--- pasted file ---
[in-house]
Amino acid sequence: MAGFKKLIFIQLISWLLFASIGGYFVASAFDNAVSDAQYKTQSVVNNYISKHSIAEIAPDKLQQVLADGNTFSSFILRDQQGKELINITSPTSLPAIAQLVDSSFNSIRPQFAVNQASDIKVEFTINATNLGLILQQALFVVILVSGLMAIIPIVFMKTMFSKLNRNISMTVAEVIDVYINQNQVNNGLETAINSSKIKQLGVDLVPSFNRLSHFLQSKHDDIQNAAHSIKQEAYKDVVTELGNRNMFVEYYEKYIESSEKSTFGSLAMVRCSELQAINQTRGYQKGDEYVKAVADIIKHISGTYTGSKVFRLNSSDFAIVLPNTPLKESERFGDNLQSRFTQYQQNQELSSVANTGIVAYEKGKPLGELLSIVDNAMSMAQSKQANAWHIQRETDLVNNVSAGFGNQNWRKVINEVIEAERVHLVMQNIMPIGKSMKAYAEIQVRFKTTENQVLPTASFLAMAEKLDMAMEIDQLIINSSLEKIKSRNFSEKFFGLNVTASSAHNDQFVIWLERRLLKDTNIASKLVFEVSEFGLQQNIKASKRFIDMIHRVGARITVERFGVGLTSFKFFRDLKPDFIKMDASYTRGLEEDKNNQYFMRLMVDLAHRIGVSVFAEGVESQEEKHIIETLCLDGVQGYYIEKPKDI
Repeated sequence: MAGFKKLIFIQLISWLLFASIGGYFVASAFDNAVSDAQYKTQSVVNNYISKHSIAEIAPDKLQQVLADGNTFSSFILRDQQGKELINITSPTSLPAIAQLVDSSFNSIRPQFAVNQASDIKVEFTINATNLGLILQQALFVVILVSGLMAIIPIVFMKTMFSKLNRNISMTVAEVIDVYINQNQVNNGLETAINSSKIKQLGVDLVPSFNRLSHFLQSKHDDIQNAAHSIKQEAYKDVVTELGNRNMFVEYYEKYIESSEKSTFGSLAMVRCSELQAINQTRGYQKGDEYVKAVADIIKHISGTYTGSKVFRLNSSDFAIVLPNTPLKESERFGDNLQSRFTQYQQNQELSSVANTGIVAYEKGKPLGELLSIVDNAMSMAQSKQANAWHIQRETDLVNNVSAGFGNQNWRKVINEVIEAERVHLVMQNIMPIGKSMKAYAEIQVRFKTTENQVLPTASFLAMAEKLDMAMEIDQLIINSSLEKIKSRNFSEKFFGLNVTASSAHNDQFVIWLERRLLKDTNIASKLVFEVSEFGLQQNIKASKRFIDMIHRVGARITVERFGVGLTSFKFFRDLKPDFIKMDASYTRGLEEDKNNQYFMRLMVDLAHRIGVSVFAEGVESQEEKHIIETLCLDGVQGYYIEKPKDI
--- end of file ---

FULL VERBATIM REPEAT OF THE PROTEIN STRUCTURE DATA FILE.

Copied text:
[in-house]
Amino acid sequence: MAGFKKLIFIQLISWLLFASIGGYFVASAFDNAVSDAQYKTQSVVNNYISKHSIAEIAPDKLQQVLADGNTFSSFILRDQQGKELINITSPTSLPAIAQLVDSSFNSIRPQFAVNQASDIKVEFTINATNLGLILQQALFVVILVSGLMAIIPIVFMKTMFSKLNRNISMTVAEVIDVYINQNQVNNGLETAINSSKIKQLGVDLVPSFNRLSHFLQSKHDDIQNAAHSIKQEAYKDVVTELGNRNMFVEYYEKYIESSEKSTFGSLAMVRCSELQAINQTRGYQKGDEYVKAVADIIKHISGTYTGSKVFRLNSSDFAIVLPNTPLKESERFGDNLQSRFTQYQQNQELSSVANTGIVAYEKGKPLGELLSIVDNAMSMAQSKQANAWHIQRETDLVNNVSAGFGNQNWRKVINEVIEAERVHLVMQNIMPIGKSMKAYAEIQVRFKTTENQVLPTASFLAMAEKLDMAMEIDQLIINSSLEKIKSRNFSEKFFGLNVTASSAHNDQFVIWLERRLLKDTNIASKLVFEVSEFGLQQNIKASKRFIDMIHRVGARITVERFGVGLTSFKFFRDLKPDFIKMDASYTRGLEEDKNNQYFMRLMVDLAHRIGVSVFAEGVESQEEKHIIETLCLDGVQGYYIEKPKDI
Repeated sequence: MAGFKKLIFIQLISWLLFASIGGYFVASAFDNAVSDAQYKTQSVVNNYISKHSIAEIAPDKLQQVLADGNTFSSFILRDQQGKELINITSPTSLPAIAQLVDSSFNSIRPQFAVNQASDIKVEFTINATNLGLILQQALFVVILVSGLMAIIPIVFMKTMFSKLNRNISMTVAEVIDVYINQNQVNNGLETAINSSKIKQLGVDLVPSFNRLSHFLQSKHDDIQNAAHSIKQEAYKDVVTELGNRNMFVEYYEKYIESSEKSTFGSLAMVRCSELQAINQTRGYQKGDEYVKAVADIIKHISGTYTGSKVFRLNSSDFAIVLPNTPLKESERFGDNLQSRFTQYQQNQELSSVANTGIVAYEKGKPLGELLSIVDNAMSMAQSKQANAWHIQRETDLVNNVSAGFGNQNWRKVINEVIEAERVHLVMQNIMPIGKSMKAYAEIQVRFKTTENQVLPTASFLAMAEKLDMAMEIDQLIINSSLEKIKSRNFSEKFFGLNVTASSAHNDQFVIWLERRLLKDTNIASKLVFEVSEFGLQQNIKASKRFIDMIHRVGARITVERFGVGLTSFKFFRDLKPDFIKMDASYTRGLEEDKNNQYFMRLMVDLAHRIGVSVFAEGVESQEEKHIIETLCLDGVQGYYIEKPKDI